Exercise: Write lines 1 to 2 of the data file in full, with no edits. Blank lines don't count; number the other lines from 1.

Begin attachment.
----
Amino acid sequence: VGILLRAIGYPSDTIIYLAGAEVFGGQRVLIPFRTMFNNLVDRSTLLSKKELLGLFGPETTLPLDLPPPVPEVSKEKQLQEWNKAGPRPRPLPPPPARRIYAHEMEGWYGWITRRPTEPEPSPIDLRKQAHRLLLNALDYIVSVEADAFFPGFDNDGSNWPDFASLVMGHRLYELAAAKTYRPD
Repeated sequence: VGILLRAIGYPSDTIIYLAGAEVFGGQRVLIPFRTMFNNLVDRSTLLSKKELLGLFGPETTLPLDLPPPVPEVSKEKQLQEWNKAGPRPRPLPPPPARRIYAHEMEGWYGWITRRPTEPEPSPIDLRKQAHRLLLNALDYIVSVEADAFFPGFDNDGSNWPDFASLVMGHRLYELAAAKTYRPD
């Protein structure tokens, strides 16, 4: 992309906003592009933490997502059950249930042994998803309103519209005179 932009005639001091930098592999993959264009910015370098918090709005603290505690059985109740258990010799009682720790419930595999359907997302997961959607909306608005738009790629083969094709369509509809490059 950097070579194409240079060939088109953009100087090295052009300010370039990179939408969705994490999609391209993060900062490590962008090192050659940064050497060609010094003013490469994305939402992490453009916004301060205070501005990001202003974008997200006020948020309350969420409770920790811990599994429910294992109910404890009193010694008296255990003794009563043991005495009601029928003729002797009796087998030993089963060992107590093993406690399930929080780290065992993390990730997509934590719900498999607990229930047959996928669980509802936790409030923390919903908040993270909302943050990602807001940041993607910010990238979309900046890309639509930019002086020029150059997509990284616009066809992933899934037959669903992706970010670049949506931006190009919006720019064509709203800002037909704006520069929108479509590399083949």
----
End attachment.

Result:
Amino acid sequence: VGILLRAIGYPSDTIIYLAGAEVFGGQRVLIPFRTMFNNLVDRSTLLSKKELLGLFGPETTLPLDLPPPVPEVSKEKQLQEWNKAGPRPRPLPPPPARRIYAHEMEGWYGWITRRPTEPEPSPIDLRKQAHRLLLNALDYIVSVEADAFFPGFDNDGSNWPDFASLVMGHRLYELAAAKTYRPD
Repeated sequence: VGILLRAIGYPSDTIIYLAGAEVFGGQRVLIPFRTMFNNLVDRSTLLSKKELLGLFGPETTLPLDLPPPVPEVSKEKQLQEWNKAGPRPRPLPPPPARRIYAHEMEGWYGWITRRPTEPEPSPIDLRKQAHRLLLNALDYIVSVEADAFFPGFDNDGSNWPDFASLVMGHRLYELAAAKTYRPD